Don’t wait for gov’t; make your own mask mandate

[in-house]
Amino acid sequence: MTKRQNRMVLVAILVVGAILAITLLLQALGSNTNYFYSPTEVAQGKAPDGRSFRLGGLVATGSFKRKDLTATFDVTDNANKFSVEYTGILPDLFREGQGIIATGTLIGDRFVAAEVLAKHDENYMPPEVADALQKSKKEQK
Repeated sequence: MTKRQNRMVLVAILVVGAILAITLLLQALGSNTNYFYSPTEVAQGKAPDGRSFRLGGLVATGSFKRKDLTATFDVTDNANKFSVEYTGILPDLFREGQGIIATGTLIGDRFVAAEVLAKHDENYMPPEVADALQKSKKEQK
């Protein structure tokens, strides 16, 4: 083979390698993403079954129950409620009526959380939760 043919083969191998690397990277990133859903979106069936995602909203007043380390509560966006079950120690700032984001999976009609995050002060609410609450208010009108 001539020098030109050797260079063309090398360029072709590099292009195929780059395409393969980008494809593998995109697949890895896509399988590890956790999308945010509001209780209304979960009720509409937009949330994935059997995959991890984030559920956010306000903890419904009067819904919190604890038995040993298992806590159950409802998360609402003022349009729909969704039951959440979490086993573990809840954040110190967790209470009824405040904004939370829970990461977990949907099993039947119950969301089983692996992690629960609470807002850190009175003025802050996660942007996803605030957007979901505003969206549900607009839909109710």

It’s official: Canada is at the beginning of an influenza epidemic and many of those affected are children. News dispatches from across the country are painting a grim picture. worrying, And it’s not just influenza that’s but the continued spread of COVID-19 and the prevalence of RSV. RSV — respiratory syncytial virus — is an illness that can cause mild, cold-like symptoms, but it can be serious in young children, leading to bronchiolitis and pneumonia. In Nova Scotia, hospitals have been reporting record numbers of young patients with respiratory illnesses, influenza cases are spiking and the province is still charting 100 cases of COVID a day. In Quebec, children with RSV are filling hospital beds, and hospitals in Ontario, Manitoba and Alberta are reporting the same. The situation has many Canadians feeling anxious and medical personnel dealing with exasperation as they are pushed to capacity limits even more than before. Which has brought the national conversation around to the M-word — masking. reinstating Should provinces consider mask mandates? Many physicians are strongly recommending their use, including Ontario’s chief medical officer of health, Dr. Kieran Moore, who, at a Nov. 14 news conference, advised all Ontarians — and not just those most vulnerable — to wear masks indoors. Dr. Andrew Lynk, chief of pediatric medicine at IWK Health Centre in Halifax, has said a return to mandatory indoor masking should be considered. But there seems to be a reluctance to go that far among politicians who may be leery of blowback from constituents who are tired of being told what do to. Dr. Lisa Barrett, an infectious diseases specialist at Dalhousie University, says the surge in respiratory illnesses is likely the result of many people returning to pre-COVID social contact levels, and masks can certainly help keep people safe. “From a science, infectious disease and a virus perspective, when you have three viruses becoming extremely common and needing to reduce their impact, masks are a tool that are still very important along with the vaccines, testing and staying home when you’re sick,” Barrett told SaltWire Network. “If we can’t get community buy-in at a higher level, we’re going to reduce our ability to avoid this really, really bad situation that we’re starting to get into.” In busy malls, supermarkets and big-box stores this holiday shopping season, it’s still common to see many people going about their business unmasked. But knowing the triple respiratory threat we’re facing, how hard can it be to wear one for the amount of time you’re indoors in a crowded situation, such as while shopping, using public transit or sitting in classrooms or crowded entertainment venues? Isn’t it worth a few minutes of inconvenience to mask up if you are able in order to better protect yourself and those around you? We don’t need to wait for governments to tell us to wear masks. We already know it’s one of the best things we can do.